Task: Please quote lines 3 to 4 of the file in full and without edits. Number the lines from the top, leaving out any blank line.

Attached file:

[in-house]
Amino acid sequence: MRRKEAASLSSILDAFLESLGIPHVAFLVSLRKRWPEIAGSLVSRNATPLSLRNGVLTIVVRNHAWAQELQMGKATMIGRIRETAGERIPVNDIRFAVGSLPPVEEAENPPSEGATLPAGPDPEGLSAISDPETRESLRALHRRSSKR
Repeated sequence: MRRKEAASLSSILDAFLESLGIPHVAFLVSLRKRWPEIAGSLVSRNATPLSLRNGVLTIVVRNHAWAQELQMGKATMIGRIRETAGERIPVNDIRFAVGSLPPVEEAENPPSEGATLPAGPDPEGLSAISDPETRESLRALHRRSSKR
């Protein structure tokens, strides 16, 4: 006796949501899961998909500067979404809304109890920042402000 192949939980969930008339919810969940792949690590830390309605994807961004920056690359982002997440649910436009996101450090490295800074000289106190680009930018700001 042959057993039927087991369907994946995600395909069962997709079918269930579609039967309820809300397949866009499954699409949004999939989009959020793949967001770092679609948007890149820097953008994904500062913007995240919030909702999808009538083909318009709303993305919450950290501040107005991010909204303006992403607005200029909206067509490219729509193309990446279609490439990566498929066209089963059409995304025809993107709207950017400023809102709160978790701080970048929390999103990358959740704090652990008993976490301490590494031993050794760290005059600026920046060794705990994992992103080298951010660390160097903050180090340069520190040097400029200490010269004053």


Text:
Repeated sequence: MRRKEAASLSSILDAFLESLGIPHVAFLVSLRKRWPEIAGSLVSRNATPLSLRNGVLTIVVRNHAWAQELQMGKATMIGRIRETAGERIPVNDIRFAVGSLPPVEEAENPPSEGATLPAGPDPEGLSAISDPETRESLRALHRRSSKR
């Protein structure tokens, strides 16, 4: 006796949501899961998909500067979404809304109890920042402000 192949939980969930008339919810969940792949690590830390309605994807961004920056690359982002997440649910436009996101450090490295800074000289106190680009930018700001 042959057993039927087991369907994946995600395909069962997709079918269930579609039967309820809300397949866009499954699409949004999939989009959020793949967001770092679609948007890149820097953008994904500062913007995240919030909702999808009538083909318009709303993305919450950290501040107005991010909204303006992403607005200029909206067509490219729509193309990446279609490439990566498929066209089963059409995304025809993107709207950017400023809102709160978790701080970048929390999103990358959740704090652990008993976490301490590494031993050794760290005059600026920046060794705990994992992103080298951010660390160097903050180090340069520190040097400029200490010269004053």